Expanded Virtual Learning Has Always Been Needed In Mississippi
With the closure of Mississippi public schools through April 17 and private schools following suit, most if not all students in the state are experiencing schooling at home, perhaps for the first time, and many schools suddenly find themselves facing the unknown – a month or more of attempting to provide a full-time distance education.
An educational shift like this one should make us consider the expanding role of virtual schooling, not only as a supplement or emergency measure, but as a school choice for different kinds of learners, students who are homebound for medical reasons, students who move or travel often, students assigned to failing schools, victims of bullying, or those in areas with fewer educational options.
Across the nation, millions of students now participate in online and blended learning, and enrollment in virtual public, charter, and private schools is rising. States like Alabama have passed legislation requiring districts to provide a virtual pathway to a diploma. More than 11,000 K-12 students in Florida attend virtual public and charter schools full-time.
But Mississippi has been slow to offer this option to students who might benefit from it.
Public schools may offer online courses to students in grades 6-12 through the Mississippi Virtual Public School, providing flexibility for areas where there are no teacher candidates with subject matter expertise. But no student may attend full-time and availability is subject to legislative funding levels. Students fill slots on a first come, first served basis, and schools must choose from a list of courses approved by the state department of education.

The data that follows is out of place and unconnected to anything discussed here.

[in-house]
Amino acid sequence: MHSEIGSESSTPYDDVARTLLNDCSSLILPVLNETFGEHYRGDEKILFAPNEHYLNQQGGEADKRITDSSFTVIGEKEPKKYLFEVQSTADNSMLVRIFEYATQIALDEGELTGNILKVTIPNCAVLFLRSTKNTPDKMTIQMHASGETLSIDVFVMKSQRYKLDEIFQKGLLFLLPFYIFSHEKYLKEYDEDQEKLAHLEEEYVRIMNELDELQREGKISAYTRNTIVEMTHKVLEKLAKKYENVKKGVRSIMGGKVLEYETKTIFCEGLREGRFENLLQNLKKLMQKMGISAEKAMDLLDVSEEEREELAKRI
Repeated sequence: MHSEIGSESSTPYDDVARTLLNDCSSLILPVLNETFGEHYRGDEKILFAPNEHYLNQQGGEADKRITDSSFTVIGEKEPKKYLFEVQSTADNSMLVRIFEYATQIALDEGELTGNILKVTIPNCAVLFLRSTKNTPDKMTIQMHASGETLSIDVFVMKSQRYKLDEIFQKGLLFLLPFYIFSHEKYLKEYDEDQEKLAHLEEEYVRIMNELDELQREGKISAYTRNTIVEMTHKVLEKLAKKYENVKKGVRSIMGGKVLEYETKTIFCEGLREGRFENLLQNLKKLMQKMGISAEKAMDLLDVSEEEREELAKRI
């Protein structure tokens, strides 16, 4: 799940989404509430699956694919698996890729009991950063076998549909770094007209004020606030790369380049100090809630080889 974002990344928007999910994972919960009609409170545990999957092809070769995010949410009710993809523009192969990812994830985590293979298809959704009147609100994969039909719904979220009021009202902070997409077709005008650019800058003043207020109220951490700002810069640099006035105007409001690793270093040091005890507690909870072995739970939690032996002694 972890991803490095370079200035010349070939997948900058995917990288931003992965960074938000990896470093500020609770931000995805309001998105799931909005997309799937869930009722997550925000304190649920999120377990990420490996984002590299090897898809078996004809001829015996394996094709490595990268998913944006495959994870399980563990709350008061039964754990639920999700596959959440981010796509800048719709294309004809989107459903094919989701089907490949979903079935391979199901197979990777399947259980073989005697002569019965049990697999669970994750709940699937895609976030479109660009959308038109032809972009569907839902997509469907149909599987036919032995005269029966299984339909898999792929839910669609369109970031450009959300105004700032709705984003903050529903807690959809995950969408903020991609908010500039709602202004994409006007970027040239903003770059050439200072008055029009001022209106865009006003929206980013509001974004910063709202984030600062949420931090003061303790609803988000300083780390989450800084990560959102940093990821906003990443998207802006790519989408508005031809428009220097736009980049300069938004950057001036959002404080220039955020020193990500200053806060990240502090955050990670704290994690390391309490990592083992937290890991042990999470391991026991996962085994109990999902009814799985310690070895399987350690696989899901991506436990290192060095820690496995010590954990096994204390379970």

The state’s 2013 charter school law does not allow virtual charter schools to operate either, though schools may offer classes online with the authorizer board’s permission.
In fact, the only public dollars being spent on full-time virtual learning could be taken away in legislation moving forward this session. Senate Bill 2594, passed by the Senate and under consideration by the House, would renew the state’s Education Scholarship Account program for students with special needs. The bill would also newly prohibit participants from attending school online. Thus far, students in rural areas and those with life-threatening physical disabilities or in need of self-paced learning have used this flexibility at eight virtual private schools.
A therapist serving some of these students says, “The availability of online schooling in a more appropriate, flexible environment is the only way these students have been able to be successful.” Yet, they will be forced to find brick-and-mortar alternatives if the bill passes without further changes.
Virtual learning options were already increasing rapidly before Coronavirus came on the scene, but the transformation of schooling it’s effected should make Mississippi consider the importance of freeing up students to attend school fully online when circumstances recommend – or even demand – it.